From: Van oost Kenneth (firstname.lastname@example.org)
Date: Sat 24 May 2003 - 14:02:57 GMT
----- Original Message -----
From: "Wade T. Smith" <email@example.com>
Your wondering in an objecting way about the persistence
> of performance is, well, perhaps more intuitive than reasoned, however.
> Culture has a long established pattern of maintaining its venues for
> the single purpose of ensuring the similarity of performances within
> them. So, it isn't the persistence of the individual performance that
> is important for cultural evolution, but the persistence of the
> recognizability of performances- their relational connections with
> previous performances.
But for to get the ability to ' recognize ' you need a mechanism.
Seeing tears on one 's face has to be recognized as salt water
of laughter or pain. Behaving in the opposite is not only inappro-
iate but in many cases totally social unexceptable.
Why not settle the score for something like ' mirror neurons ' !?
> (In the cultural venue of the baseball game, the very fact that there
> is still a diamond base path and four bases, and a pitcher's mound, and
> an outfield, and two dugouts, and foul lines, and bullpens, and
> spectator seats- all these things are the cultural memory of the game
> in concrete form, in the venue of performance, and, as such, this venue
> commands the performance of a baseball game. Such is the information
> supplied by the venue, and it is this sort of information that the
> memeinthemind model ignores.)
In other words, what is the venue can be seen as the grundnorm !?
Conceded by definition and agreed upon by consensus !?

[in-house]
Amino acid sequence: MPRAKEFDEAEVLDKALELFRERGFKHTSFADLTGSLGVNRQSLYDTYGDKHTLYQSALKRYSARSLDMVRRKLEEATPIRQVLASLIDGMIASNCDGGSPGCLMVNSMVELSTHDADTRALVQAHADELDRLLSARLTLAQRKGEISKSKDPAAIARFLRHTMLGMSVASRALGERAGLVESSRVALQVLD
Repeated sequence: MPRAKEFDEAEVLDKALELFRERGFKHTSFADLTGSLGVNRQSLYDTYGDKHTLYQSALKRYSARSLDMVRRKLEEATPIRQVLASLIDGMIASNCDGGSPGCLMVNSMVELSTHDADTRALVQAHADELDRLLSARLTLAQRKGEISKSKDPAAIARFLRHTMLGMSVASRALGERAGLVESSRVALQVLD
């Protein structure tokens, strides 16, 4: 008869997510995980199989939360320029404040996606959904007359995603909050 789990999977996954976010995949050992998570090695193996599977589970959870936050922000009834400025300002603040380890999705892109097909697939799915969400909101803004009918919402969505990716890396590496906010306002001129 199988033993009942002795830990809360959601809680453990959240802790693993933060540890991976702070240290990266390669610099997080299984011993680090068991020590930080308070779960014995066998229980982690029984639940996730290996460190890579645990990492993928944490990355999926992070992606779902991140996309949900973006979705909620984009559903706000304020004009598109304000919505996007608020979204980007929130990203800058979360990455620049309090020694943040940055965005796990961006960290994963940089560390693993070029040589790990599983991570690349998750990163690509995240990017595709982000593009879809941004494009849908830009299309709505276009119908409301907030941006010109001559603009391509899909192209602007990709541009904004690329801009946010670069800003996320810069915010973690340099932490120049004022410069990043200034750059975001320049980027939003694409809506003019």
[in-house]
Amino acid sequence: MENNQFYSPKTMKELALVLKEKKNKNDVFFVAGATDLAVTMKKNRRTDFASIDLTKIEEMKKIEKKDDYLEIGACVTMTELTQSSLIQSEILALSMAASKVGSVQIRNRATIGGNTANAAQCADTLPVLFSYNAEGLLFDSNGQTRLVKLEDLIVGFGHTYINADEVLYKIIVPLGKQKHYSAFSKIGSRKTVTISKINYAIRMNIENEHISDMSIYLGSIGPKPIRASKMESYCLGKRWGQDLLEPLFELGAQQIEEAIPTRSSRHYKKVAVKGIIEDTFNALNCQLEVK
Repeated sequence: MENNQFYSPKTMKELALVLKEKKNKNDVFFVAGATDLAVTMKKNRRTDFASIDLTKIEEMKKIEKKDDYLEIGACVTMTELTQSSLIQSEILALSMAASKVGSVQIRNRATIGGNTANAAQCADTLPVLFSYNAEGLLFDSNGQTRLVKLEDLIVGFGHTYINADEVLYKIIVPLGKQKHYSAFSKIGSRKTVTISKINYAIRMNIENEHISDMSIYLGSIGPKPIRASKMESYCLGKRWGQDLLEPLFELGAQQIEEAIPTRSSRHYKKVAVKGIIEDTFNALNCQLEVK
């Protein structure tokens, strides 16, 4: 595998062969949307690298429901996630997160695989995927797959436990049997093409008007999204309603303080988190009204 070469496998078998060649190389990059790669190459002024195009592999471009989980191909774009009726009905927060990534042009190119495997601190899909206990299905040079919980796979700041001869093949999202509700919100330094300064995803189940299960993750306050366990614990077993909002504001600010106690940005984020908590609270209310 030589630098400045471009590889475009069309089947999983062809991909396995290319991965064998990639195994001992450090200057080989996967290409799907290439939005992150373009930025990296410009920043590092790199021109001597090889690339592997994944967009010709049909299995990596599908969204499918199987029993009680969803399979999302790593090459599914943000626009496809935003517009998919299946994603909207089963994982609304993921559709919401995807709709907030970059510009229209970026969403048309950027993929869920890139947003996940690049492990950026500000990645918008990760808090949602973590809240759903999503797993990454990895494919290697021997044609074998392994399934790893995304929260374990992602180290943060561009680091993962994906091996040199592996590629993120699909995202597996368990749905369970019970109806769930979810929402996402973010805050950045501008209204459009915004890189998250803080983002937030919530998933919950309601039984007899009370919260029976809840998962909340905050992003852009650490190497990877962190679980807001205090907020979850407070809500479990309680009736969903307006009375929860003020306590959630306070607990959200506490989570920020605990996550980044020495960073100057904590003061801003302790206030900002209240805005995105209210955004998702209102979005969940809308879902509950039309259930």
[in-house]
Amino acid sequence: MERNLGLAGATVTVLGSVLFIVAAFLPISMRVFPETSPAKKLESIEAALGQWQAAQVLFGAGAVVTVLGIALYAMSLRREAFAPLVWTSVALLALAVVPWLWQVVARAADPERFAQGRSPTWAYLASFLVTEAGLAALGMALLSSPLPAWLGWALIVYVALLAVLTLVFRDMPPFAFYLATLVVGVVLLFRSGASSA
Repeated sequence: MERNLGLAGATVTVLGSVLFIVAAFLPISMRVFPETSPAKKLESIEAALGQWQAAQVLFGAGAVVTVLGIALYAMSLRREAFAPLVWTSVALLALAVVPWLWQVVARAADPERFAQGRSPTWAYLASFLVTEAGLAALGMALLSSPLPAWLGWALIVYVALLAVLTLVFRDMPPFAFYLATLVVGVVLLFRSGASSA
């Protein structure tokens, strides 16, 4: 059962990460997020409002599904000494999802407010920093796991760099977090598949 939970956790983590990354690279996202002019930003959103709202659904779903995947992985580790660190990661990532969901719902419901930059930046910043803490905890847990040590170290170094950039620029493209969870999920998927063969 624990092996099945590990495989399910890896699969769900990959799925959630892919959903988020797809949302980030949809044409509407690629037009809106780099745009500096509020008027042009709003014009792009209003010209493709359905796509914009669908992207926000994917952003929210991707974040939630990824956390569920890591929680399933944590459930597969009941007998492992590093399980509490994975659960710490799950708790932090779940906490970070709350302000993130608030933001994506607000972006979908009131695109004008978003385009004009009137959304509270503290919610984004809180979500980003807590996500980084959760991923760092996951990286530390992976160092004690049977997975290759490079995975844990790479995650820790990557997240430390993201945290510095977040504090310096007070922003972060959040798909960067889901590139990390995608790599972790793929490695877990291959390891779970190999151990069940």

> Saying that the unit of cultural replication needs to reside in the
> mind negates every and all influences from the venue itself, and, while
> I'm sure no-one thinks a billboard is actually performing, as far as
> the venue is concerned, it is nonetheless playing.
You can surely drag performances/ thoughts and etc out of it....
The venue results into and within performances.
> The idea of the cultural venue is perhaps even more important than the
> idea of the performance as the meme, because we are all, by nature,
> players on a prepared stage. Analyzing that prepared stage is just as
> important as analyzing how the minds of the observers and the
> performers operate.
I agree, moreover I see an important role for genetic biased memetics
e(a)ffects, but that is my prerogative...
> But, as Joe and others have stated, there may well be a need for a
> memetic agency in the brain- perhaps as cultural animals we have need
> of other mechanisms than just language and society and memory and
> ideation- and perhaps fMRI or other modalities will find them- but for
> me, what we know and can understand about the brain is sufficient to
> explain the development of culture, and the performance model takes
> what is mind at face value, so to speak, with no added necessities,
> especially imaginary ones with no certain mechanism.
I already tried to eloborate this in my writing ' Mirror neurons, the
emergence of memes and the existence of culture.'
The memetic agency could be the ability to recognize the charac-
teristics of a particular venue to control and for answering to a specific
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